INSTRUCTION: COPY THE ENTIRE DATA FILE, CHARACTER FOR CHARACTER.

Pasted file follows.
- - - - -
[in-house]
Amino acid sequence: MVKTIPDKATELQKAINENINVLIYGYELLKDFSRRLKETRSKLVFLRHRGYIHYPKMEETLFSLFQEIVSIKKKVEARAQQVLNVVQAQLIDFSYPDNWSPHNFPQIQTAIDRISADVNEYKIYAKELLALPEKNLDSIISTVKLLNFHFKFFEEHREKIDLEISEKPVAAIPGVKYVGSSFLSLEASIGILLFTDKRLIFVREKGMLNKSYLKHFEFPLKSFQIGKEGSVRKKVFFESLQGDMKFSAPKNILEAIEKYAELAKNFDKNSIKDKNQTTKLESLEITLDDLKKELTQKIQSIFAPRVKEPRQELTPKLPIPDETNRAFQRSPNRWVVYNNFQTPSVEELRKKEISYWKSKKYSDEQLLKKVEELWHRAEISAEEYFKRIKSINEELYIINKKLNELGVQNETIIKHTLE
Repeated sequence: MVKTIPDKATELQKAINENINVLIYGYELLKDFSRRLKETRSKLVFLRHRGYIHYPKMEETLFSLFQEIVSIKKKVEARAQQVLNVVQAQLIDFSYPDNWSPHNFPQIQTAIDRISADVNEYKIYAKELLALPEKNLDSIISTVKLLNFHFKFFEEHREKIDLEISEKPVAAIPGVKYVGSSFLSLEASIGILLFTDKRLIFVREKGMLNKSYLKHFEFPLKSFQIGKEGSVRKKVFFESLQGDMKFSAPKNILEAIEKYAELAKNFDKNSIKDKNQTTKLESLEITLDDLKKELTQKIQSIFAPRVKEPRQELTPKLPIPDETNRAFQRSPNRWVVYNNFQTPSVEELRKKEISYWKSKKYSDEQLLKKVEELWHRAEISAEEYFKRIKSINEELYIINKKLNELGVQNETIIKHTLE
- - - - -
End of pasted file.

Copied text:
[in-house]
Amino acid sequence: MVKTIPDKATELQKAINENINVLIYGYELLKDFSRRLKETRSKLVFLRHRGYIHYPKMEETLFSLFQEIVSIKKKVEARAQQVLNVVQAQLIDFSYPDNWSPHNFPQIQTAIDRISADVNEYKIYAKELLALPEKNLDSIISTVKLLNFHFKFFEEHREKIDLEISEKPVAAIPGVKYVGSSFLSLEASIGILLFTDKRLIFVREKGMLNKSYLKHFEFPLKSFQIGKEGSVRKKVFFESLQGDMKFSAPKNILEAIEKYAELAKNFDKNSIKDKNQTTKLESLEITLDDLKKELTQKIQSIFAPRVKEPRQELTPKLPIPDETNRAFQRSPNRWVVYNNFQTPSVEELRKKEISYWKSKKYSDEQLLKKVEELWHRAEISAEEYFKRIKSINEELYIINKKLNELGVQNETIIKHTLE
Repeated sequence: MVKTIPDKATELQKAINENINVLIYGYELLKDFSRRLKETRSKLVFLRHRGYIHYPKMEETLFSLFQEIVSIKKKVEARAQQVLNVVQAQLIDFSYPDNWSPHNFPQIQTAIDRISADVNEYKIYAKELLALPEKNLDSIISTVKLLNFHFKFFEEHREKIDLEISEKPVAAIPGVKYVGSSFLSLEASIGILLFTDKRLIFVREKGMLNKSYLKHFEFPLKSFQIGKEGSVRKKVFFESLQGDMKFSAPKNILEAIEKYAELAKNFDKNSIKDKNQTTKLESLEITLDDLKKELTQKIQSIFAPRVKEPRQELTPKLPIPDETNRAFQRSPNRWVVYNNFQTPSVEELRKKEISYWKSKKYSDEQLLKKVEELWHRAEISAEEYFKRIKSINEELYIINKKLNELGVQNETIIKHTLE